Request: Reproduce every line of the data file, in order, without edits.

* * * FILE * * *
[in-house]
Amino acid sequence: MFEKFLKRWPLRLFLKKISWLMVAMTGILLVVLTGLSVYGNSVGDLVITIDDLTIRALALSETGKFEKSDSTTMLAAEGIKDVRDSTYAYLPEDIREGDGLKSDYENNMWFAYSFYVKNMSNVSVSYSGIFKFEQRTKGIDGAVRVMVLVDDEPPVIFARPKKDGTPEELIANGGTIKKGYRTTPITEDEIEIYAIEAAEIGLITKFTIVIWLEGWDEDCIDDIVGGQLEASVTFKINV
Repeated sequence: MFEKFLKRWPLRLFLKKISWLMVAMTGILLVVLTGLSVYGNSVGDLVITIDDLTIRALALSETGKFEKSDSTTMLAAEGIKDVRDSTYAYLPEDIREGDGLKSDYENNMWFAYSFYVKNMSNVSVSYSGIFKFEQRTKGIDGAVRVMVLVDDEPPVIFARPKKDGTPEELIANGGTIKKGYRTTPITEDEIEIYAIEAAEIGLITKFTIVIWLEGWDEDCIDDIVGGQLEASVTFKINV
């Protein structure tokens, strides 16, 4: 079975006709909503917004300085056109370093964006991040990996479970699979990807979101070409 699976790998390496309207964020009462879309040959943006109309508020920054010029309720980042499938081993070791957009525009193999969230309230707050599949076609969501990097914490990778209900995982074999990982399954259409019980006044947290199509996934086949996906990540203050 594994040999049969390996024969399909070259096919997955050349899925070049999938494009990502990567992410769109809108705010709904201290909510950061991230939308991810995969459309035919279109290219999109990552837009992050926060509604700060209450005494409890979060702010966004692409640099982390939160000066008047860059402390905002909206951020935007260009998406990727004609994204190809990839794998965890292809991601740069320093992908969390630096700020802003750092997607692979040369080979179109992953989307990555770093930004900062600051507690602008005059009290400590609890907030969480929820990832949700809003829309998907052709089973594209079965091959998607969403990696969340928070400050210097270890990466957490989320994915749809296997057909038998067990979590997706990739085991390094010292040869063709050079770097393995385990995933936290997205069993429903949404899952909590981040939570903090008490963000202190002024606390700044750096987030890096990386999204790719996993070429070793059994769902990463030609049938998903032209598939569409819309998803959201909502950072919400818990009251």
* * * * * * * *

[in-house]
Amino acid sequence: MFEKFLKRWPLRLFLKKISWLMVAMTGILLVVLTGLSVYGNSVGDLVITIDDLTIRALALSETGKFEKSDSTTMLAAEGIKDVRDSTYAYLPEDIREGDGLKSDYENNMWFAYSFYVKNMSNVSVSYSGIFKFEQRTKGIDGAVRVMVLVDDEPPVIFARPKKDGTPEELIANGGTIKKGYRTTPITEDEIEIYAIEAAEIGLITKFTIVIWLEGWDEDCIDDIVGGQLEASVTFKINV
Repeated sequence: MFEKFLKRWPLRLFLKKISWLMVAMTGILLVVLTGLSVYGNSVGDLVITIDDLTIRALALSETGKFEKSDSTTMLAAEGIKDVRDSTYAYLPEDIREGDGLKSDYENNMWFAYSFYVKNMSNVSVSYSGIFKFEQRTKGIDGAVRVMVLVDDEPPVIFARPKKDGTPEELIANGGTIKKGYRTTPITEDEIEIYAIEAAEIGLITKFTIVIWLEGWDEDCIDDIVGGQLEASVTFKINV
């Protein structure tokens, strides 16, 4: 079975006709909503917004300085056109370093964006991040990996479970699979990807979101070409 699976790998390496309207964020009462879309040959943006109309508020920054010029309720980042499938081993070791957009525009193999969230309230707050599949076609969501990097914490990778209900995982074999990982399954259409019980006044947290199509996934086949996906990540203050 594994040999049969390996024969399909070259096919997955050349899925070049999938494009990502990567992410769109809108705010709904201290909510950061991230939308991810995969459309035919279109290219999109990552837009992050926060509604700060209450005494409890979060702010966004692409640099982390939160000066008047860059402390905002909206951020935007260009998406990727004609994204190809990839794998965890292809991601740069320093992908969390630096700020802003750092997607692979040369080979179109992953989307990555770093930004900062600051507690602008005059009290400590609890907030969480929820990832949700809003829309998907052709089973594209079965091959998607969403990696969340928070400050210097270890990466957490989320994915749809296997057909038998067990979590997706990739085991390094010292040869063709050079770097393995385990995933936290997205069993429903949404899952909590981040939570903090008490963000202190002024606390700044750096987030890096990386999204790719996993070429070793059994769902990463030609049938998903032209598939569409819309998803959201909502950072919400818990009251």